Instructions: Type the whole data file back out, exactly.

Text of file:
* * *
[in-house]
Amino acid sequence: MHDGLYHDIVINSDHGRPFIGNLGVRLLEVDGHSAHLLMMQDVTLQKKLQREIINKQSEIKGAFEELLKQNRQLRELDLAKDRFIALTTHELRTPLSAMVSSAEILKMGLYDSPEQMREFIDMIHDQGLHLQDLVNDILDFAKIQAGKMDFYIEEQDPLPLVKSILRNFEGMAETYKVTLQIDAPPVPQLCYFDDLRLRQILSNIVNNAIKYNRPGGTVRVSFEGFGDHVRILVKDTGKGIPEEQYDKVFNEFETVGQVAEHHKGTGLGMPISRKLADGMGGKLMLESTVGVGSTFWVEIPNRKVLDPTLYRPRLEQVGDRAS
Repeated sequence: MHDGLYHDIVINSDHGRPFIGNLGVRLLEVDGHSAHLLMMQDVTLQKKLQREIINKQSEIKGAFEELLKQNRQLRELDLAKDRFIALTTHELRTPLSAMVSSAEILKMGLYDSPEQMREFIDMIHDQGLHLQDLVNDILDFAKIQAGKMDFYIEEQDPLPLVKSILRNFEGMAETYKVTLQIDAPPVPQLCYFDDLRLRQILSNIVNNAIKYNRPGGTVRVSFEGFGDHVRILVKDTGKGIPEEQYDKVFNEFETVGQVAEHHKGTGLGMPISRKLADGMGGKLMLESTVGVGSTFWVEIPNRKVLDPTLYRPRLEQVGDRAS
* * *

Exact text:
[in-house]
Amino acid sequence: MHDGLYHDIVINSDHGRPFIGNLGVRLLEVDGHSAHLLMMQDVTLQKKLQREIINKQSEIKGAFEELLKQNRQLRELDLAKDRFIALTTHELRTPLSAMVSSAEILKMGLYDSPEQMREFIDMIHDQGLHLQDLVNDILDFAKIQAGKMDFYIEEQDPLPLVKSILRNFEGMAETYKVTLQIDAPPVPQLCYFDDLRLRQILSNIVNNAIKYNRPGGTVRVSFEGFGDHVRILVKDTGKGIPEEQYDKVFNEFETVGQVAEHHKGTGLGMPISRKLADGMGGKLMLESTVGVGSTFWVEIPNRKVLDPTLYRPRLEQVGDRAS
Repeated sequence: MHDGLYHDIVINSDHGRPFIGNLGVRLLEVDGHSAHLLMMQDVTLQKKLQREIINKQSEIKGAFEELLKQNRQLRELDLAKDRFIALTTHELRTPLSAMVSSAEILKMGLYDSPEQMREFIDMIHDQGLHLQDLVNDILDFAKIQAGKMDFYIEEQDPLPLVKSILRNFEGMAETYKVTLQIDAPPVPQLCYFDDLRLRQILSNIVNNAIKYNRPGGTVRVSFEGFGDHVRILVKDTGKGIPEEQYDKVFNEFETVGQVAEHHKGTGLGMPISRKLADGMGGKLMLESTVGVGSTFWVEIPNRKVLDPTLYRPRLEQVGDRAS